Love triangles aren’t exactly a new invention – they were present in the works of Shakespeare and Austen, so why all the hype recently? I was first introduced to love triangles in seventh grade while reading The Hunger Games series, and I fell in love with the “nifty, sophisticated creations” that I initially perceived them to be. The novelty quickly wore off, however, and five years later I absolutely can’t stand love triangles – I visibly cringe at the first sighting of one. So what’s changed?
According to the Urban Dictionary, a love triangle can be defined as…
“The only thing worse than the friend zone. Usually fated to occur when two best friends who like a person of the opposite gender. Either resolves in the friendship being destroyed or neither one getting the girl. Either way, everyone loses.”
How’s that for cheery and uplifting? It fairly accurately translates over into my emotional response when faced with an oh-so-enticing love triangle (sarcasm intended). Often times, the plot takes a backseat and the romantic interactions take precedence. And everything generally goes downhill from there. In most scenarios, the heroine is forced to pick between the nice “gentleman” who receives full parental approval and the suave and sophisticated yet mysterious bad boy. And apparently that decision is the most challenging of the heroine’s life, and she spends the book (or series) in its entirety attempting to reach a conclusion.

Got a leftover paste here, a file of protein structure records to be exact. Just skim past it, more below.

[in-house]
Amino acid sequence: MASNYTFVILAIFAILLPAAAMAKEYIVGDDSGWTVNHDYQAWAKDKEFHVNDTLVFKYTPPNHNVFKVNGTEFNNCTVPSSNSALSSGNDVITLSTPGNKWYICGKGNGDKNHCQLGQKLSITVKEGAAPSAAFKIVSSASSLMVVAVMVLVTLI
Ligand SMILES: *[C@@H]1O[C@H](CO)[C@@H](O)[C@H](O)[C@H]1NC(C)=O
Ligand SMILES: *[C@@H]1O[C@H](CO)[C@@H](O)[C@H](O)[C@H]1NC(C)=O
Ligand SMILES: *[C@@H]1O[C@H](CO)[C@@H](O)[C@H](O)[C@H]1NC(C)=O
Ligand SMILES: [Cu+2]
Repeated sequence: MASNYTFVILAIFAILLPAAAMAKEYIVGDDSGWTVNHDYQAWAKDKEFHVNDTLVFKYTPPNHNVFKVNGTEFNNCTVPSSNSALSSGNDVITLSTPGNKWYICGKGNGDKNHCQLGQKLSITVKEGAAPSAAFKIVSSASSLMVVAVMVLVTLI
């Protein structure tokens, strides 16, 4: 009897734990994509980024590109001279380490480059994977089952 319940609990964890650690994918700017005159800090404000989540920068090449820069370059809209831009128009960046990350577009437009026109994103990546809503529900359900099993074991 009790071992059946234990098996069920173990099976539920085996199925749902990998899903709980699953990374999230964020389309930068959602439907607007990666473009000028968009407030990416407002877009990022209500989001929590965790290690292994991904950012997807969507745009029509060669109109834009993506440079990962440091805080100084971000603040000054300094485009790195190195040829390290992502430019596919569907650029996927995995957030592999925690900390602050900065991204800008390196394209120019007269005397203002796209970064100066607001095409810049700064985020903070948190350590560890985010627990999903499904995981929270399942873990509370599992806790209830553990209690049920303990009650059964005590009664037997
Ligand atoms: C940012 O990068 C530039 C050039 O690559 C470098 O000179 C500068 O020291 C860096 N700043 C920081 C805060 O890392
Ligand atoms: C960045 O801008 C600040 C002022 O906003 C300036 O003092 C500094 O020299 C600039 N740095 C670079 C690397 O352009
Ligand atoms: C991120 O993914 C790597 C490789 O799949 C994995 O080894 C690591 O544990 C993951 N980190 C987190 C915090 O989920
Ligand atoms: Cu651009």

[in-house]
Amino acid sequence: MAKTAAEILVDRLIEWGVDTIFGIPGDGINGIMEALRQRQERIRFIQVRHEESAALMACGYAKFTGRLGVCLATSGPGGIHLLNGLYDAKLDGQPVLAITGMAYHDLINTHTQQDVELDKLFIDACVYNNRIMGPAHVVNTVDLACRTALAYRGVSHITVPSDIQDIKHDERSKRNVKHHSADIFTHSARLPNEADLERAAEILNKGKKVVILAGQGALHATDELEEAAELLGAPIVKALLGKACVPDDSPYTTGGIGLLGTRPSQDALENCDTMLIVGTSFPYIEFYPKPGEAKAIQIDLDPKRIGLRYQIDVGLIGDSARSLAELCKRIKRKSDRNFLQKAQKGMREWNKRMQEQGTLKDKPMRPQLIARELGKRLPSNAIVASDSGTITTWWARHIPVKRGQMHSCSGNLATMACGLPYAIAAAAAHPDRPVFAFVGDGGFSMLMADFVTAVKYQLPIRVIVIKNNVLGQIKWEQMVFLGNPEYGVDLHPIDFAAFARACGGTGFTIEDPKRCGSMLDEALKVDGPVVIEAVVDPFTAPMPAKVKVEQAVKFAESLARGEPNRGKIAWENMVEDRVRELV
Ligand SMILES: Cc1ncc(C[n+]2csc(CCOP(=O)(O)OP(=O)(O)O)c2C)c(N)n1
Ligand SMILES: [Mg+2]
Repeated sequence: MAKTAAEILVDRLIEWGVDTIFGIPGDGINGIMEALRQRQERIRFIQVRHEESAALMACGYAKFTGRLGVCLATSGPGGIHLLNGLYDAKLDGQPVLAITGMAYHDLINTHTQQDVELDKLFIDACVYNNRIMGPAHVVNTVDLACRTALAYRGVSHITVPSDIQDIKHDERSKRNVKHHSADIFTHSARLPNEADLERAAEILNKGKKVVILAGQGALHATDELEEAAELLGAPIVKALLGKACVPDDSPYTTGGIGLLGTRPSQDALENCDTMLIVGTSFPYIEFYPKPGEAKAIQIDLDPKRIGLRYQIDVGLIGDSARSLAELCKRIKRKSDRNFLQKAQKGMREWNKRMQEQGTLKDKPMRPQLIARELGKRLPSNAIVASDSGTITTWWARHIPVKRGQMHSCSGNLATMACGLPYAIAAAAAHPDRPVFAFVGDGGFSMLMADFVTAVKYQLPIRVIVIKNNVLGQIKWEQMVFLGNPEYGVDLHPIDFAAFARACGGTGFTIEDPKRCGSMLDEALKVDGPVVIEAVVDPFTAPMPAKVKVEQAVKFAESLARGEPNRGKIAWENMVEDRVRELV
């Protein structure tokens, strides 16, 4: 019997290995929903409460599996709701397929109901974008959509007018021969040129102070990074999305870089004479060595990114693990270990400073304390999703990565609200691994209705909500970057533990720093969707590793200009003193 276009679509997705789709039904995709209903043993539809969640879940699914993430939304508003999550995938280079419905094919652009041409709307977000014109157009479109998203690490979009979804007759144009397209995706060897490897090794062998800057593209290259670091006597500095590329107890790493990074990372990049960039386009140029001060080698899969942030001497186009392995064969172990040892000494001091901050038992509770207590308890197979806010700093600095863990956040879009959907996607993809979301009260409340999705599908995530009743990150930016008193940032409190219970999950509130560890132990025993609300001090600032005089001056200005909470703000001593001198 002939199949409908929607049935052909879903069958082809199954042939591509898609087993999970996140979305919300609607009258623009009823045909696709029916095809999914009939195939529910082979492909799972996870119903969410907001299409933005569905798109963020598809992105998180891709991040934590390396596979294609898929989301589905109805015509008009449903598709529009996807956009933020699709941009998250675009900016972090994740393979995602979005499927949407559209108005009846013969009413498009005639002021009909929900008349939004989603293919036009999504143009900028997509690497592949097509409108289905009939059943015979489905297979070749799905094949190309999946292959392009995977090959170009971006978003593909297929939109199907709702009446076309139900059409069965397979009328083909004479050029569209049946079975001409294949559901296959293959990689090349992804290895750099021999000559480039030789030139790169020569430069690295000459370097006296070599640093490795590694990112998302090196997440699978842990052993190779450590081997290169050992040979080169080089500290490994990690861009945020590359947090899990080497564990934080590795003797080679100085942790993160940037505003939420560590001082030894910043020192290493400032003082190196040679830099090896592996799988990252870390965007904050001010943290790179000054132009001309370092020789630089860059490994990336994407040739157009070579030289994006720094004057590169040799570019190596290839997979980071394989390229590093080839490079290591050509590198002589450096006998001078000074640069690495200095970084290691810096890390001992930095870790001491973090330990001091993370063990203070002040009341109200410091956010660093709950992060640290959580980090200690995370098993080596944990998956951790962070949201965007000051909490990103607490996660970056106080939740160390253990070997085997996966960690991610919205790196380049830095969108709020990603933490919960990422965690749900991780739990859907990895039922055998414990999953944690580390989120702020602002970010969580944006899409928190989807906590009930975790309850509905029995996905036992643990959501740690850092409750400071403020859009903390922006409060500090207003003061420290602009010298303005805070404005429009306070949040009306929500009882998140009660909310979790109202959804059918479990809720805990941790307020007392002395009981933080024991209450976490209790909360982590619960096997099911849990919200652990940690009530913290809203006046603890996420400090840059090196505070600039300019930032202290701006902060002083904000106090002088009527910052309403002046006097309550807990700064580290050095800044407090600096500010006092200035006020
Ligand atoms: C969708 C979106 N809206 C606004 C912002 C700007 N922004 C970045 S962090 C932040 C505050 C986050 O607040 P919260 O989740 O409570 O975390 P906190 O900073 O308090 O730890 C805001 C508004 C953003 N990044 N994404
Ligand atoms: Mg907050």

Not only is this cruel to all concerned parties, this indecision is one of my least favorite aspects of love triangles. In most cases, a clear winner is not defined until the final chapter of the book. As someone who likes to watch a romance develop and unfold slowly, I prefer to read about a couple and their interactions together, rather than simply imagining their time together after they have skipped happily off into the sunset together at the conclusion of a book.
I’d be the first person to admit (and something tells me that many of you would agree) that love triangles have become an all-too-common installment in YA literature, particularly within the past 5 ears – I blame Twilight. And most of these love triangles were very poorly executed, leading to my gradual dislike of them. Romance is complicated enough to begin with, and love triangles add an entirely different dimension that’s equally challenging to master.
If you’d like to hear more of my rambling about my dislike of love triangles, I’ve expanded upon it in my reviews of Twilight and The Selection. However challenging this may be to believe, I haven’t despised every love triangle I’ve come across – I thought those in Clockwork Angel and Delirium were executed extremely well.
Where do you stand in relation to love triangles? What are some of your favorite and least favorite love triangles?